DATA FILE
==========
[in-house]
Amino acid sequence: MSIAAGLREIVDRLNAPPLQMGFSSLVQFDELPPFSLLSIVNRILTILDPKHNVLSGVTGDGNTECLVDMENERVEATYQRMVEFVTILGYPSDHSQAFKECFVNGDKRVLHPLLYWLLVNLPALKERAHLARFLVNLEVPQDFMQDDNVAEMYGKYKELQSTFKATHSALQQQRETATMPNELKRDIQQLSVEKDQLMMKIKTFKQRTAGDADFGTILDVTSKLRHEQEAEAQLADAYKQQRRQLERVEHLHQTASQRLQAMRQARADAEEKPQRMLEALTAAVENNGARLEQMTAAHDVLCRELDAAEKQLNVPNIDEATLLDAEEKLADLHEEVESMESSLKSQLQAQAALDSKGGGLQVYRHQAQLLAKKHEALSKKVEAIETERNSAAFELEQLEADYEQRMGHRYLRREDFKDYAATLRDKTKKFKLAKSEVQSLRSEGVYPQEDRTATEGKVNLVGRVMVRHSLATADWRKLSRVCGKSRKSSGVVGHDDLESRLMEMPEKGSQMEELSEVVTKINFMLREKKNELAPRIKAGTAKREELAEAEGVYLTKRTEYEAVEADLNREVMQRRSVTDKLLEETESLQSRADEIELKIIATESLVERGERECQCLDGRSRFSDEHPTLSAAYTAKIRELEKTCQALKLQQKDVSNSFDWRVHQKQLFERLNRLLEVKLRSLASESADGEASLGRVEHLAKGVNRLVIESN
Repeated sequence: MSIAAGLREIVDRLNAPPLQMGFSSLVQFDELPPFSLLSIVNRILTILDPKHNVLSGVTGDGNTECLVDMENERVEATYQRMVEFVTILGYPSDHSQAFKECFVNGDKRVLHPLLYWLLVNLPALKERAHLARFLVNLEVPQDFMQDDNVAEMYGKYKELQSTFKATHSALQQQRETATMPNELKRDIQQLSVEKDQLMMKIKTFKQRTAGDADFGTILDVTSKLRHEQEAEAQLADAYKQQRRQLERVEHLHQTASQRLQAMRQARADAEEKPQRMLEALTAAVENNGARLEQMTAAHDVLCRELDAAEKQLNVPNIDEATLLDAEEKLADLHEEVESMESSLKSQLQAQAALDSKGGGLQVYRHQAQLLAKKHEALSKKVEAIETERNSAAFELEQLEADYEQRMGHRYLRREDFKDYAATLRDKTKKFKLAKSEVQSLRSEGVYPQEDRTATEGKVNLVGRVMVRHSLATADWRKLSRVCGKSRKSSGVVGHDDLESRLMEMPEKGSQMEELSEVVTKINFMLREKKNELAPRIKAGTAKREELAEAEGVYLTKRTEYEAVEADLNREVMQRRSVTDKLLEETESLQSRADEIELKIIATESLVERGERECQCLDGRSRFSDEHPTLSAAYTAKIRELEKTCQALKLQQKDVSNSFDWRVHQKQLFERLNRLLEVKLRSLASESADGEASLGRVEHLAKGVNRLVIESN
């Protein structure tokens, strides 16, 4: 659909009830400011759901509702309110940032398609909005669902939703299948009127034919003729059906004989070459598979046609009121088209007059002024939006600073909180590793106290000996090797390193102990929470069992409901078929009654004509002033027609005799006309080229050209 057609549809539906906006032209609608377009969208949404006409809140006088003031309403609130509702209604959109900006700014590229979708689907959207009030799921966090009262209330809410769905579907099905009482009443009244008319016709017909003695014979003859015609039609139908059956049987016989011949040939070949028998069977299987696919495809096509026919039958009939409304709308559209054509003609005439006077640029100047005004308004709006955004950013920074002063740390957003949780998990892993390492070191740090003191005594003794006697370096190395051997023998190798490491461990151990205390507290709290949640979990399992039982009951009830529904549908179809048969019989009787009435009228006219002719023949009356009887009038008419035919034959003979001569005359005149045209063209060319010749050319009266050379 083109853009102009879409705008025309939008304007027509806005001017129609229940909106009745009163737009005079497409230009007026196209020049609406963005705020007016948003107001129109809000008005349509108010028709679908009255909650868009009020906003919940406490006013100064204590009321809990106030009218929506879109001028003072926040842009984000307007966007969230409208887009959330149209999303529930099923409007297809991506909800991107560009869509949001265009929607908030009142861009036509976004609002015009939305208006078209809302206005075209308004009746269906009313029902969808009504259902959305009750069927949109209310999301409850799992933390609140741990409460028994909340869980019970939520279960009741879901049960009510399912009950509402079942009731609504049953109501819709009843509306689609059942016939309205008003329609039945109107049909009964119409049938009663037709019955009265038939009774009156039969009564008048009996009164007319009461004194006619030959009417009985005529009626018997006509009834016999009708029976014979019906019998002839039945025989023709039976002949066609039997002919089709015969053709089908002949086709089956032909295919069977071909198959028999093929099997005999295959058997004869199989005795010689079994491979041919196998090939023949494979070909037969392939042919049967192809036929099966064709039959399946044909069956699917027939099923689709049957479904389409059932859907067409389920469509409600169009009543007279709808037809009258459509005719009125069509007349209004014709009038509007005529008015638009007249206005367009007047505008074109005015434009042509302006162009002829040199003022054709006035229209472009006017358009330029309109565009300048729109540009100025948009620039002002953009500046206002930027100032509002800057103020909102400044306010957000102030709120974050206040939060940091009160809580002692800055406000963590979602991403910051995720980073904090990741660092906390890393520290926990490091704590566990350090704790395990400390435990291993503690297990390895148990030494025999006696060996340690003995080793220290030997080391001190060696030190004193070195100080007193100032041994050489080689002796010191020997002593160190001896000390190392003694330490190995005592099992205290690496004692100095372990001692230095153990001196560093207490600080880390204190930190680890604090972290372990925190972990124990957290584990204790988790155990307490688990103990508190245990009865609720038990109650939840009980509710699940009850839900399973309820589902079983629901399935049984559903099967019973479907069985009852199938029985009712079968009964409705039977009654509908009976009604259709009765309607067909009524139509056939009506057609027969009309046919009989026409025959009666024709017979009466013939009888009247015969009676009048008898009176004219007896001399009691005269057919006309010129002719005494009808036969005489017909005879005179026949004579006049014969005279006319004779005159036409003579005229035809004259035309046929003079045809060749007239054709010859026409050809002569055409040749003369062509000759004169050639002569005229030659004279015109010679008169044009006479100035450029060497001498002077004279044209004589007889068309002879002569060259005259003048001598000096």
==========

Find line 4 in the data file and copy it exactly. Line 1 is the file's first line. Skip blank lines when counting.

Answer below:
């Protein structure tokens, strides 16, 4: 659909009830400011759901509702309110940032398609909005669902939703299948009127034919003729059906004989070459598979046609009121088209007059002024939006600073909180590793106290000996090797390193102990929470069992409901078929009654004509002033027609005799006309080229050209 057609549809539906906006032209609608377009969208949404006409809140006088003031309403609130509702209604959109900006700014590229979708689907959207009030799921966090009262209330809410769905579907099905009482009443009244008319016709017909003695014979003859015609039609139908059956049987016989011949040939070949028998069977299987696919495809096509026919039958009939409304709308559209054509003609005439006077640029100047005004308004709006955004950013920074002063740390957003949780998990892993390492070191740090003191005594003794006697370096190395051997023998190798490491461990151990205390507290709290949640979990399992039982009951009830529904549908179809048969019989009787009435009228006219002719023949009356009887009038008419035919034959003979001569005359005149045209063209060319010749050319009266050379 083109853009102009879409705008025309939008304007027509806005001017129609229940909106009745009163737009005079497409230009007026196209020049609406963005705020007016948003107001129109809000008005349509108010028709679908009255909650868009009020906003919940406490006013100064204590009321809990106030009218929506879109001028003072926040842009984000307007966007969230409208887009959330149209999303529930099923409007297809991506909800991107560009869509949001265009929607908030009142861009036509976004609002015009939305208006078209809302206005075209308004009746269906009313029902969808009504259902959305009750069927949109209310999301409850799992933390609140741990409460028994909340869980019970939520279960009741879901049960009510399912009950509402079942009731609504049953109501819709009843509306689609059942016939309205008003329609039945109107049909009964119409049938009663037709019955009265038939009774009156039969009564008048009996009164007319009461004194006619030959009417009985005529009626018997006509009834016999009708029976014979019906019998002839039945025989023709039976002949066609039997002919089709015969053709089908002949086709089956032909295919069977071909198959028999093929099997005999295959058997004869199989005795010689079994491979041919196998090939023949494979070909037969392939042919049967192809036929099966064709039959399946044909069956699917027939099923689709049957479904389409059932859907067409389920469509409600169009009543007279709808037809009258459509005719009125069509007349209004014709009038509007005529008015638009007249206005367009007047505008074109005015434009042509302006162009002829040199003022054709006035229209472009006017358009330029309109565009300048729109540009100025948009620039002002953009500046206002930027100032509002800057103020909102400044306010957000102030709120974050206040939060940091009160809580002692800055406000963590979602991403910051995720980073904090990741660092906390890393520290926990490091704590566990350090704790395990400390435990291993503690297990390895148990030494025999006696060996340690003995080793220290030997080391001190060696030190004193070195100080007193100032041994050489080689002796010191020997002593160190001896000390190392003694330490190995005592099992205290690496004692100095372990001692230095153990001196560093207490600080880390204190930190680890604090972290372990925190972990124990957290584990204790988790155990307490688990103990508190245990009865609720038990109650939840009980509710699940009850839900399973309820589902079983629901399935049984559903099967019973479907069985009852199938029985009712079968009964409705039977009654509908009976009604259709009765309607067909009524139509056939009506057609027969009309046919009989026409025959009666024709017979009466013939009888009247015969009676009048008898009176004219007896001399009691005269057919006309010129002719005494009808036969005489017909005879005179026949004579006049014969005279006319004779005159036409003579005229035809004259035309046929003079045809060749007239054709010859026409050809002569055409040749003369062509000759004169050639002569005229030659004279015109010679008169044009006479100035450029060497001498002077004279044209004589007889068309002879002569060259005259003048001598000096």